Reviewed by: Mark Geraghty Review date: September 13, 2016
Screen Fantastique rating: 3 stars
Pete’s Dragon, the latest Disney animated classic to undergo a live-action transformation, fails to make the impact that might be expected from a film whose central character is a 60 foot dragon. At some point Disney was going to have an off-day with its ongoing series of live-action adaptations of their back catalogue of hand-drawn treasures and, unfortunately, Director David Lowery has been the person to deliver the studio its first sub-par adaptation effort. What brings the problems of Pete’s Dragon into such sharp focus is the comparison that audiences are in a position to make with this year’s other Disney adaptation, the worldwide blockbuster The Jungle Book. At the centre of the film’s problems are the film’s adult characters; all of whom appear badly miscast in their respective roles.
The one character who feels right is young Pete, played by Oakes Fegley. Director Lowery, who also co-wrote the screenplay with writing partner Toby Halbrooks, wastes little time in getting his young star into the action, as the necessary exposition required to establish the relationship between Pete and his dragon, Elliot, is done and dusted in the film’s opening sequence. The story jumps forward six years, with Pete and Elliot entrenched in their friendship where the big green dragon also acts as the boy’s guardian and protector against the forest’s more ominous predators. It’s not too long before Pete and Elliot’s life is disrupted in more than one way. Lowery and Halbrooks don't miss the opportunity to make an on-the-nose comment about deforestation and its impact on ecology. Their effort to service this concept is where much of the film’s confusion arises about the motivation key adult characters and the feeling that many of them have been miscast.
Bryce Dallas Howard plays Grace, a local Ranger, whose job it is to protect the forest. She’s in a long-term relationship with Wes Bentley’s Jack, who also happens to own the local logging company. Karl Urban plays Jack’s brother Gavin, who is more than happy to throw himself wholeheartedly into the family business of lopping down as many trees as he can. Loitering in the background is Grace’s father, Meacham, played by Robert Redford; the only other person to have seen Elliot but is written off by most as a crazy old man. Each one of these actors is fundamentally miscast in their role. Howard is meant to be a surrogate mother to Fegley’s Pete but seems limp and disconnected from him in their scenes together. Wes Bentley, as he is in most of his roles, plays his role with minimal emotional range. He struggles to break even a frown when his young daughter Natalie (Oona Laurence) comes under physical threat toward the end of the film. Robert Redford is basically playing a slightly crazier version of himself and feels the least miscast, but simply isn't convincing as the town crank. It hurts to say it, but the worst of this bunch is Karl Urban. For the past decade, the Kiwi actor has built his resume and he’s now a name actor with significant credits, including his excellent turn as ‘Bones’ McCoy in the last three Star Trek movies. He's a really good actor; a funny guy in real life, but in Pete’s Dragon he’s just plain bad. He’s a one-note prat whose stupidity isn't convincing enough to be the catalyst for the jeopardy in which everyone finds themselves during the film's climax!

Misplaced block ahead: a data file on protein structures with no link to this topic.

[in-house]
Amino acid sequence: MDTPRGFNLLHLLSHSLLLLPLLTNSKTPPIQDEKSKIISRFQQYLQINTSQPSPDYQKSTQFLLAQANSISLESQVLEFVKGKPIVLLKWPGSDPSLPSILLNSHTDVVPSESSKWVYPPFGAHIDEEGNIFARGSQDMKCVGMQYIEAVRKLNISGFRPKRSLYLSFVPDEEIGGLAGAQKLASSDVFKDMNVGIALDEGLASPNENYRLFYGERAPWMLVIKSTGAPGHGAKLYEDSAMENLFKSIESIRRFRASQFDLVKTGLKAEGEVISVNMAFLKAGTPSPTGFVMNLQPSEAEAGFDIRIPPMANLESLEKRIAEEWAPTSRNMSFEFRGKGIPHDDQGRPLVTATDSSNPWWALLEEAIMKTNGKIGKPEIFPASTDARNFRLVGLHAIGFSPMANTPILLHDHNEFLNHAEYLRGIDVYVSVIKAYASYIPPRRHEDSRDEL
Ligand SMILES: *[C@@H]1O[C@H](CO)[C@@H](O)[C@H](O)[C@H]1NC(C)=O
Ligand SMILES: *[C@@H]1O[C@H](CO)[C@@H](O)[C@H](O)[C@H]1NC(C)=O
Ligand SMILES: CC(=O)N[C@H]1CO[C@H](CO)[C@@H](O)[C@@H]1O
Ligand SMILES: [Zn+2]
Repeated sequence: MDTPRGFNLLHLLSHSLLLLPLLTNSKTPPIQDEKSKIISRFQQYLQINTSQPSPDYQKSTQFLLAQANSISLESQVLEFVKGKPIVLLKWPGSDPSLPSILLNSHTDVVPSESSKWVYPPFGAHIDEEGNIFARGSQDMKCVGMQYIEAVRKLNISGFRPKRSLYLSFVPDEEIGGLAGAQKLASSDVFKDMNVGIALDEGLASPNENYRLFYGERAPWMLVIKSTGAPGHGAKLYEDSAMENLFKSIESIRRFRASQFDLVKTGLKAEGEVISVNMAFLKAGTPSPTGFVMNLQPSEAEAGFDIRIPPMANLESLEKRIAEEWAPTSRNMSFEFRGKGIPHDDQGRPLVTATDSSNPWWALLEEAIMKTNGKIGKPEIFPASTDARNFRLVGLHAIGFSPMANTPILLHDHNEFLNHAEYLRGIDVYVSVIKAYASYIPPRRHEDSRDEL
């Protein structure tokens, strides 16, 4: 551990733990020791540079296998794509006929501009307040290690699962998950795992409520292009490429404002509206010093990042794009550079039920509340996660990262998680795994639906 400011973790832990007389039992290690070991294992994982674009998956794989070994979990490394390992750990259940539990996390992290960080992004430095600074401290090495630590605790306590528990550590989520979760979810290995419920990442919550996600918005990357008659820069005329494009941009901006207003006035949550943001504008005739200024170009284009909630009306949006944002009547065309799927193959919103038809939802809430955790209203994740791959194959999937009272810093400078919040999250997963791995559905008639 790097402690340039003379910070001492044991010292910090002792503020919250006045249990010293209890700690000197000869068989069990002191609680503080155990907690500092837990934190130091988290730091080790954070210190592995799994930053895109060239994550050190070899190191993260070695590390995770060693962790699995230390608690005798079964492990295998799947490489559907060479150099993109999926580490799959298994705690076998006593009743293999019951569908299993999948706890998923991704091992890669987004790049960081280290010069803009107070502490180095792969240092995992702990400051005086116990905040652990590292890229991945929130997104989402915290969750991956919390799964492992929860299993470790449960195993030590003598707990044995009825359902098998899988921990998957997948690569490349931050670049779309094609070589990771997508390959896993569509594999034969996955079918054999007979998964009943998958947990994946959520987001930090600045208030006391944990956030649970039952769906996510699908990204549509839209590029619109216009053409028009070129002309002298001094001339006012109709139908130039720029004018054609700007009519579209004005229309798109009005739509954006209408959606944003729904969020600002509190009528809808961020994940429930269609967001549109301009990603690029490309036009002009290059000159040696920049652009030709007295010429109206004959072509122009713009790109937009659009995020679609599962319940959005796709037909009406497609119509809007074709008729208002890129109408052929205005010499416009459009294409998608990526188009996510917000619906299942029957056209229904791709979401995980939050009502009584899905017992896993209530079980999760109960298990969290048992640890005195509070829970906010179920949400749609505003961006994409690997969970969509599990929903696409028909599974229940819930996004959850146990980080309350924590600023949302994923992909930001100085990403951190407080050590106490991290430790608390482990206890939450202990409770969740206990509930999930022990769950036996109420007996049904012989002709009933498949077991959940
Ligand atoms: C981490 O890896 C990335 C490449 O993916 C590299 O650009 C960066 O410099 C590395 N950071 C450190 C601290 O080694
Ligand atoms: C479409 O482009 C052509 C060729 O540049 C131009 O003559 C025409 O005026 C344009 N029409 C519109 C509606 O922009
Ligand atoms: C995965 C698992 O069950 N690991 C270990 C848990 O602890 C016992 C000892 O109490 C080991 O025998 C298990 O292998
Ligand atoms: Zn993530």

There is some redemption in the spectacle of Elliot; the film’s CGI star, but it's little consolation. The technical execution is flawless, but even Elliot feels a little soulless. Much of his interaction with Pete mimics that of a loyal pooch and it doesn't give the audience a sense for the majority of the film that he's actually a dragon. Only near the very end of the film does he reveal the full extent of what he can do, but it’s a case of too little too late. By this stage, the chance to weave an emotional tale, with touches of magic, has been missed as the overly contrived and utterly predictable story has sputtered to its conclusion with the obligatory happy ending tacked on in the hope of another outing at some stage in the future. There be a dragon here, but not else…
Pete’s Dragon is out in cinemas around the country in September 16, 2016